Rocket League has been a massive hit as of late, and for good reason. It’s one of those ideas that is the perfect elevator pitch: cars playing soccer.
From the onset, Rocket League seems absurdly simple. A game can have anywhere from two players to eight players, and each player plays a variant of a specific car, ranging from fast and slim cars to bulky and moderately fast cars—there really isn’t that much of a difference between the two besides looks and weight—and the cars themselves are powered by presumably rocket fuel, where they literally fly across the map and do cool stunts that are called ‘aerials’.
Aerials are when a player uses the gas or “rocket fuel” that is gathered around the pitch to increase their speed. When one jumps, you can use the gas to increase your distance, propelling your car through the air and performing moves that would otherwise be impossible to accomplish.
As a result, Rocket League is deceptively easy, although any halfway experienced gamer can pick up the concept and contribute within the course of a single game. Rocket League does not throw the player to the wolves, but rather allows the player to get acquainted with the controls at a leisurely pace if they so desire.
Each game lasts five minutes, with the option for overtime if the score is tied. Once the game is over, you rinse and repeat, with the allure primarily being unlocking new cars, collectibles, and improving your own skills.
Essentially, Rocket League is a rabbit hole, but a non-threatening one. With the inclusion of two playlists that ideally separates the casual players from the more skilled ones, there is a place for every level of gamer in Rocket League.
For players new to Rocket League, there are a series of tutorials that not only help newcomers learn the basics—even experts can practice their moves with the tutorial system that Psyonix has developed. The three different tutorials include goalie, striker, and aerial, which essentially sums up the things that every player needs to learn, or at the very least acclimatize themselves with.
The single player for Rocket League includes an Exhibition mode, where you play a single game against bots, and a Season mode, where you play against bots over the course of a season, which has players choose their own symbol and name on their hopeful course to victory. It is competent if nothing special, but it is something that is nice to have. Not everyone wants to play online or jump online immediately, and the single player modes are a good testing ground for newcomers.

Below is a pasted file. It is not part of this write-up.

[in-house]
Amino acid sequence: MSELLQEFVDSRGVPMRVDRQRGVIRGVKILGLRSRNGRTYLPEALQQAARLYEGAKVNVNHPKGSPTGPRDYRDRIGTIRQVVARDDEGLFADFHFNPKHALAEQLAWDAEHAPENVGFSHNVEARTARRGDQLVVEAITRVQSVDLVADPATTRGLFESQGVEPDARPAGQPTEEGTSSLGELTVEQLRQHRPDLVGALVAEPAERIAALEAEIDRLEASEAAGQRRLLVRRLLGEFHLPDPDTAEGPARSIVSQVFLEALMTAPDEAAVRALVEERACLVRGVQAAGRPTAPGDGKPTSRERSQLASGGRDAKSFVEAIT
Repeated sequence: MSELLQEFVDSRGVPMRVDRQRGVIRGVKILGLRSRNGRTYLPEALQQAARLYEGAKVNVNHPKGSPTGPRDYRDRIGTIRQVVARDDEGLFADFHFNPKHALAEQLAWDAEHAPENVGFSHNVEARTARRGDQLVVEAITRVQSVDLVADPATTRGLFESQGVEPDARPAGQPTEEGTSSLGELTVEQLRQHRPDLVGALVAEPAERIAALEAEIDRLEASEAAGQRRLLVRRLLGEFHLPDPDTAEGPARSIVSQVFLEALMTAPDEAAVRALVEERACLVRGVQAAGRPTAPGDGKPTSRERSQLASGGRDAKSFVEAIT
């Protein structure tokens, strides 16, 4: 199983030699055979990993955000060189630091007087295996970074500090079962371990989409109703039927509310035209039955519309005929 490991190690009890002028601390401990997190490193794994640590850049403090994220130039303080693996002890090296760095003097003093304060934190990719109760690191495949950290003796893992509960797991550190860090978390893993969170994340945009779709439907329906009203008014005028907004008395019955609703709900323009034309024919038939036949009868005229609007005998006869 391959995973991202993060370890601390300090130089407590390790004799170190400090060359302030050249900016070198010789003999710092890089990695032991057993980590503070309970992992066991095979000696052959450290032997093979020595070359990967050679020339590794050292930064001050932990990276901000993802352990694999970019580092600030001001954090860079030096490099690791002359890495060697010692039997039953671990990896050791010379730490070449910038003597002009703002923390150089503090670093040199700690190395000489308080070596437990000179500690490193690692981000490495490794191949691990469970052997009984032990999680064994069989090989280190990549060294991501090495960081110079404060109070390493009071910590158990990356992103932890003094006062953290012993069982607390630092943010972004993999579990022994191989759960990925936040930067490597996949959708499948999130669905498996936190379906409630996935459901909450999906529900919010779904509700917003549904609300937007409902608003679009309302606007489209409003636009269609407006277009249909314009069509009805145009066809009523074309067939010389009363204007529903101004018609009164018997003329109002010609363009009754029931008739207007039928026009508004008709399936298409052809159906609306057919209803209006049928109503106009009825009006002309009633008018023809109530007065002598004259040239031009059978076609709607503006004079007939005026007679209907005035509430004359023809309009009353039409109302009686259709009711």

The bots themselves are surprisingly decent. This is to the point that if casual online players finds themselves with a bot on their team, they usually end up winning because the bot is almost always better then the actual player that it replaced. This needs to be fixed, as this reviewer shouldn’t be able to just sit back in the net and watch as the AI literally wins the game by itself.
As seen in the screenshots, the graphics are good, nothing outstanding. The game is bright and colorful, although once in a while there were some color schemes that make it look as though you have one more player on your team then there should. This is because with the color shading you may find a player looking almost identical to your team, even though it is red versus blue, leading to some moments of confusion when your “teammate” tries to score on you.
Soundwise, Rocket League does the job. The crowd oohs and aahs at the right moments, the cars sound like cars, and the frequent explosions are both highly entertaining and versatile, sounding as though a bomb just dropped and instantly drawing everyone’s attention to the wreckage of someone’s late rocket-powered car. There is a soundtrack for the title, but it is so negligible that Psyonix shouldn’t have even bothered—the only real down point to the game’s sound design.
Overall, the online component is well done, if a little spotty. Communication can be conducted either through the directional pad, which spouts out things in the chat like “defending!” so that you can let your team know what you are planning, as well as including regular typing on the keyboard if you feel the need to be more direct. Rocket League also features in-game voice chat. There is the very occasional slowdown regarding online lag, but over the course of a hundred or so games it only cropped up enough for it to deserve a brief mention.
In terms of online bugs, there are only a few that this reviewer has come across. The most notable among them being that once in a while the opposing player goes invisible, resulting in your team literally facing an opponent that they can’t see or defend against—the static username being the only visible indication that you are facing a full team.
Besides that major bug and a few minor ones, the game is relatively polished. The online player count is extremely high at the moment as well, with around 100,000 players online at any given time.
For those looking for a party game or for something to mindlessly increase their skills with, this title from Psyonix is a great choice.
This game was bought by the reviewer and reviewed on the PC platform.More About This Game